President Obama acknowledged that it has been an embarrassing day for his administration, taking responsibility for three of his high-level nominees' withdrawing their names because of tax troubles.
"Anytime one of your nominees pulls out, that's an issue and, you know, as I've said publicly, you know, ultimately, I take responsibility for the situation that we're in," Obama said in an interview today in the Oval Office with ABC News' Charles Gibson, referring to Tom Daschle. "I think that all of these were honest mistakes, but ultimately, there's no excuse for them."
When asked by Gibson if it has been an embarrassing day for the White House, Obama said: "I think it has."
Daschle, Obama's choice for secretary of Health and Human Services, withdrew his nomination because of a failure to pay $140,000 in income taxes, while the president's chief enforcement officer also stepped aside today for similar reasons. Obama said this sends the wrong message about responsibility.
"We don't have two sets of rules here," he said. "The most important thing, from my perspective, is making sure that the American people understand we don't have two sets of rules here, that everybody has responsibilities. In this situation, I take responsibility for it."
Obama told Gibson he's angry that news of his tax-troubled appointees has taken the focus away from the goal of passing the economic stimulus bill and putting Americans back to work.
"We can't afford glitches, because right now, what I should be spending time talking to you about is how we're going to put 3 [million] to 4 million people back to work," Obama said. "This is a self-induced injury that I'm angry about, and we're going to make sure we get it fixed."
Despite these challenges, the new president said that he is "surprisingly comfortable in the job."
"I think I've got a great staff," Obama said. "We've got a great team. The challenges are big ... not just an immediate economic crisis but a long-term budget issue in terms of the amount of debt that we're accumulating. Trying to square all those circles is a challenge. But one thing that I'm absolutely convinced about is that you want to be president when you've got big problems. If things are going to go smoothly, then this is just another nice home office."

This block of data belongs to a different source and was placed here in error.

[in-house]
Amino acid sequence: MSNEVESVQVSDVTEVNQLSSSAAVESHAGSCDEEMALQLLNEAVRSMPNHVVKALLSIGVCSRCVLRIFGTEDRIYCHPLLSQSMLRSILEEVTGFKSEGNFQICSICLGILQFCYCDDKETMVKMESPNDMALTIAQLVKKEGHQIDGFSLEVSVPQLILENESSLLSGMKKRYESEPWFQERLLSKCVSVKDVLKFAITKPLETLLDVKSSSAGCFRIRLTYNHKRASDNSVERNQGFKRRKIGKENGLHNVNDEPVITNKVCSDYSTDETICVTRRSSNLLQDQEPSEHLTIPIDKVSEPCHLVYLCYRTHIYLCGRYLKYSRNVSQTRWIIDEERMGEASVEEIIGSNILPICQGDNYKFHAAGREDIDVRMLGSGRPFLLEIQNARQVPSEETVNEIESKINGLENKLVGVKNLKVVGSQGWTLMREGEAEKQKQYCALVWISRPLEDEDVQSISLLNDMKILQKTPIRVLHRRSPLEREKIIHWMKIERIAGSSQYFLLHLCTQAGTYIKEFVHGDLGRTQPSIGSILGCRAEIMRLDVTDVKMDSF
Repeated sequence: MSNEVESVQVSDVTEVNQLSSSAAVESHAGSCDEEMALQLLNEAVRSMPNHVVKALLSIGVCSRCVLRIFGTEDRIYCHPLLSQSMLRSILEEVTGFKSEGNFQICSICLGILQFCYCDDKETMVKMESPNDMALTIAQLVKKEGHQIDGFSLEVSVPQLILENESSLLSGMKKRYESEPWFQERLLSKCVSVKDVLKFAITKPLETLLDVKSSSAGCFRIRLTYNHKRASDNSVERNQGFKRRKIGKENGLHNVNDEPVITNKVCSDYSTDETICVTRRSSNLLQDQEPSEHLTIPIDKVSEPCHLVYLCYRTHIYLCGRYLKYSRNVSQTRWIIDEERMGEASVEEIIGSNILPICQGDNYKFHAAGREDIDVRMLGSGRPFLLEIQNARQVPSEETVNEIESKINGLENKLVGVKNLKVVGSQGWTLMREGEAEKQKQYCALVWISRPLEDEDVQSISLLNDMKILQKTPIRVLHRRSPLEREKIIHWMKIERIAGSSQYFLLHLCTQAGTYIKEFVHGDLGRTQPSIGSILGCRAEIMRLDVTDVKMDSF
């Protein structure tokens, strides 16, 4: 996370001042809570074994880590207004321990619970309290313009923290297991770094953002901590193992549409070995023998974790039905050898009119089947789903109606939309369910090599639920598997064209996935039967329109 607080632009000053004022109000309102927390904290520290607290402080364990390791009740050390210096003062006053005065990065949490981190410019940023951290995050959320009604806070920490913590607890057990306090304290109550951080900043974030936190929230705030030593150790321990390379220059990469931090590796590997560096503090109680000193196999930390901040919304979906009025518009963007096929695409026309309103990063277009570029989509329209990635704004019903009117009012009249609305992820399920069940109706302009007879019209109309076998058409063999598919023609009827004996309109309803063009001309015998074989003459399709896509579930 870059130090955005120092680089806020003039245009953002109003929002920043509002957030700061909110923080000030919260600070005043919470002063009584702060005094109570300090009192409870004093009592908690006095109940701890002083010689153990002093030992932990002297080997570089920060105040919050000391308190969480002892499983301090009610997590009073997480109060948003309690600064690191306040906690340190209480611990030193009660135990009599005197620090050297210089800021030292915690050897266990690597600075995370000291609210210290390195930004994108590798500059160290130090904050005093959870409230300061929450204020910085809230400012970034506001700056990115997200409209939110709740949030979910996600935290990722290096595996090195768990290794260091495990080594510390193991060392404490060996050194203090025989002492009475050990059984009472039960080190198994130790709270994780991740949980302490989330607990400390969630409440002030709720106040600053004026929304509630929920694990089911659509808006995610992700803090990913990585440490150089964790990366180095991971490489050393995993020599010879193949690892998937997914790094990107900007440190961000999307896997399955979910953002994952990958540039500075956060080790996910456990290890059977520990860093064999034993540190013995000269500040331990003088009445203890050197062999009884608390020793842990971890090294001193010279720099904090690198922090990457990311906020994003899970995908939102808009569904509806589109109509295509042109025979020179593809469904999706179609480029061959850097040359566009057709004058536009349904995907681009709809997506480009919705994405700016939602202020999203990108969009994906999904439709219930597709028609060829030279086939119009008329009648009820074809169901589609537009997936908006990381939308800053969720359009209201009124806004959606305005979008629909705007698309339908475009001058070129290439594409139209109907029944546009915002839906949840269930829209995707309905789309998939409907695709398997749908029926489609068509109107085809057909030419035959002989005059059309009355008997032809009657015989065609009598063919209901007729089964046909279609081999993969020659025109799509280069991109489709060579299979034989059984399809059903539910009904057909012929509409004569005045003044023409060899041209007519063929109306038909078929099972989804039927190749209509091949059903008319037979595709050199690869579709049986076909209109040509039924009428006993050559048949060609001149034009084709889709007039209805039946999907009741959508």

Obama Says Economy In 'Desperate Straits'
Obama, who has been meeting with congressional leaders to rally bipartisan support for the economic stimulus bill, said that swiftly passing the $819 billion bill was "the right thing to do" to create jobs and bring relief to working families.
"We've got provisions to help states who are seeing record numbers of people unemployed, providing them unemployment insurance, food stamps, making sure that they don't lose their health care," Obama said. "The economy is in desperate straits. What I won't do is adopt the same economic theories that helped land us in the worst economy since the Great Depression."
Republicans have criticized the bill, calling for more tax cuts, mortgage relief and more investment in infrastructure instead of in provisions they say are not stimulative but social policy. The president defended the spending and scope of the bill.
"The overwhelming bulk of the package is sound ... most of the programs that have been criticized as part of this package amount to less than 1 percent of the overall package. And it makes for good copy, but here's the thing; we can't afford to play the usual politics at a time when the economy continues to worsen."
The $819 billion package that passed in the House last week did not receive a single Republican vote. Obama said he remains determined to reconcile the House and Senate bills quickly.
"I'm less concerned about bipartisanship for bipartisanship's sake," Obama told Gibson. "I'm interested in solving the problem for the American people as quickly as possible. And I think that we have an obligation to make sure this money is spent wisely. I want this thing to move through the Senate. I want the House and the Senate bills to be reconciled."